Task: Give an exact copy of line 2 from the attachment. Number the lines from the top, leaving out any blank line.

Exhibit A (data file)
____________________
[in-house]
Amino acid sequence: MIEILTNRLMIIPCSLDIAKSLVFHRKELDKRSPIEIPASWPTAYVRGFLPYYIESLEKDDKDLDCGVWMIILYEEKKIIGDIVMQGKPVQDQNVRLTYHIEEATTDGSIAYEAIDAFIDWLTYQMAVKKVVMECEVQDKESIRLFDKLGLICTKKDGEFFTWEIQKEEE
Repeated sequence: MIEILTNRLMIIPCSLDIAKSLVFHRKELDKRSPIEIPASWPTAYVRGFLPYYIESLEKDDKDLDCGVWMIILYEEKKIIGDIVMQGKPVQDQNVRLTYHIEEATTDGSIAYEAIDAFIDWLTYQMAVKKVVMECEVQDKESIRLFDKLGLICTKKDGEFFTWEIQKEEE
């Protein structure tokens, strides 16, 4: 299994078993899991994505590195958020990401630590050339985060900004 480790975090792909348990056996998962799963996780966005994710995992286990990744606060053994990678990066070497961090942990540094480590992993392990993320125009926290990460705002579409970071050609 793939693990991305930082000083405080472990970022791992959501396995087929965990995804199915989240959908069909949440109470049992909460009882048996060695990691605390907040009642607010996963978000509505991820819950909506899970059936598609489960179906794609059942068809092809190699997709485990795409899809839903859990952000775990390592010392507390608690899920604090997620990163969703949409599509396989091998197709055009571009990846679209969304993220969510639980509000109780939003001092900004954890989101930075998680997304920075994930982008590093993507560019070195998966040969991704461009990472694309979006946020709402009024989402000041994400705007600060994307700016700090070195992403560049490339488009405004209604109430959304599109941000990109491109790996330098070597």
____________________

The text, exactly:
Amino acid sequence: MIEILTNRLMIIPCSLDIAKSLVFHRKELDKRSPIEIPASWPTAYVRGFLPYYIESLEKDDKDLDCGVWMIILYEEKKIIGDIVMQGKPVQDQNVRLTYHIEEATTDGSIAYEAIDAFIDWLTYQMAVKKVVMECEVQDKESIRLFDKLGLICTKKDGEFFTWEIQKEEE